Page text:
This is the question that has been running through my mind all week. I was invited to a breakfast event earlier this week to hear a Minnesota writer, Patrick Mader, discuss his book: Minnesota Gold. Patrick isn’t your typical writer; he is a retired teacher, as well as a sports enthusiast, or what I might call a savant.
He can recall sports stats, records, years and individuals like no one I have ever seen, or at least as it relates to Minnesota sports. You must also know that I am the opposite of a sports enthusiast, but I really enjoyed his session and took away something I have been pondering all week…..are we over processed?
Patrick told many stories of Minnesota Olympic athletes and their path to the Olympic Games. There were so many stories that began with humble beginnings. Even a story of an athlete who took up his sport and two years later was an Olympic qualifier.
Now, I know this blog would be much better if I could recall the names and sports as well as Patrick, but really that is not my point. I envisioned Patrick writing the same book 20 years from now. How many of them would start out talking about the one set of skates the family owned and his passion for skating that lead him to the Olympic Hockey team? Or the strong desire that lead these athletes to fix practice into their normal school and work schedules in order to fund their own trip to the games? No, I can see maybe a story going something like this: At the age of three my parents put me in local training school (substitute whatever sport you want here). By the age of five I was playing said sport three days a week for four hours a day and traveling the state. Soon after my parents had to enroll me in an alternative school so I could keep up my practice schedule. I never attended a Saturday afternoon birthday party for a friend because it conflicted with my practice schedule. But by 16 I made the Olympic team with two corporate sponsors behind my name. By 21 I retired with a much worn out body.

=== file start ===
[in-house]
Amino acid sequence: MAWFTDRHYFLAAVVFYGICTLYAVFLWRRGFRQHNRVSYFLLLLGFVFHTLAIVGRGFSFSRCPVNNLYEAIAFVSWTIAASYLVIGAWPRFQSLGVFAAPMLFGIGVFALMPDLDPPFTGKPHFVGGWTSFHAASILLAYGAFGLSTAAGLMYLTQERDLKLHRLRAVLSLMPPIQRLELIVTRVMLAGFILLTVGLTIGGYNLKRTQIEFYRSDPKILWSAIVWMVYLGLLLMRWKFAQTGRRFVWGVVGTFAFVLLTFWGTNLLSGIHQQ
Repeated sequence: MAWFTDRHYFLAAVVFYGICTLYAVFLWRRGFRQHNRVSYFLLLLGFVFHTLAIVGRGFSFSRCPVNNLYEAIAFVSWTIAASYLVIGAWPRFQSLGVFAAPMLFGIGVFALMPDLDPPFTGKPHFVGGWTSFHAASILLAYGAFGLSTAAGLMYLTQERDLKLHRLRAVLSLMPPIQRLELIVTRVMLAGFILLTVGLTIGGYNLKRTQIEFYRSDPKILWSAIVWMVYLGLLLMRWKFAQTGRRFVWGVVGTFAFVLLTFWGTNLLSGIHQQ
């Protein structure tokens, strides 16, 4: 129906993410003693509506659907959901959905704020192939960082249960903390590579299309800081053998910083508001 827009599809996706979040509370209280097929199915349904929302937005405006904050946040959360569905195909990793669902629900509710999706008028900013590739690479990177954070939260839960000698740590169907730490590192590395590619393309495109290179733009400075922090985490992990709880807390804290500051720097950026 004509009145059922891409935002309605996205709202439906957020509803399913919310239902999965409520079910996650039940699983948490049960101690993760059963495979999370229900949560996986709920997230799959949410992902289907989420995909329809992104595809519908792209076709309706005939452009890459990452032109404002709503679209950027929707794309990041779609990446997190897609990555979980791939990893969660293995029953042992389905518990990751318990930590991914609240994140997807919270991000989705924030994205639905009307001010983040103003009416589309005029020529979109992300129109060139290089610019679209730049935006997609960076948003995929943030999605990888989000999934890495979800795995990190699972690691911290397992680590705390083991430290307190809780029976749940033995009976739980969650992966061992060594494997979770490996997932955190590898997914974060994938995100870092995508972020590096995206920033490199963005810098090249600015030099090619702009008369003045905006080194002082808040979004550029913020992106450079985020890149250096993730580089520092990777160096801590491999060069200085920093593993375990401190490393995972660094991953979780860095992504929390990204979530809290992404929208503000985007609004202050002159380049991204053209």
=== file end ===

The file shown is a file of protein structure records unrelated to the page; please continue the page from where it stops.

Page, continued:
Now, I am not throwing stones, this is coming from a mom who spends her Saturdays running kids around from practices to open gyms (and to birthday parties). Are we over processed? I wouldn’t be the banker that I am if I didn’t also ponder the correlation this question has within business. A couple of years ago myself and a few colleagues from the bank had the opportunity to attend a workplace culture conference at Zappos in Las Vegas. I remember Zappos had (and maybe still has) a concept called PEC (Personal Emotional Connection). Every employee was required to stop work and get in 15 minutes of PEC time each day. This was 15 minutes of time where they were building relationships with their coworkers and cube neighbors. I couldn’t help but think isn’t that the old water cooler time? Copier room run-ins? Are we so structured in our lives that we have taken the basic concept of socialization and created a process for it and named it????
Fast forward to 2014 when our Bank put on an annual Business Breakfast seminar. That years’ topic was about using social media within your business regardless of your size. Our presenter, Jorg Pierach from Fasthorse, a 20 year customer of the bank, unbeknownst to any of us told the story of coming to Sunrise Banks. He was a young kid with ambition and an idea. Rick Beeson, President of St. Anthony Park Bank at the time, took a chance on him. In that moment, and ever since, I can’t help but think…what stories are we making now and will they be worth telling in twenty years?.
Has this regulatory environment we exist in eliminated our ability to create these stories? Are we over processed in our process that good organic opportunities won’t make the cut? I heard a similar story from a customer just a few nights ago while attending a women’s business event. This time the receiver of the compliment was our business development officer, Terri Banaszewski, but the story was the same: You took a chance on me and I wouldn’t be here today if it wasn’t for you. What an awesome thing for someone to say.
Are we over processed? I can’t provide you any answers to my questions but rather lead you to ponder how will an organic and authentic interaction from today become the stories of tomorrow?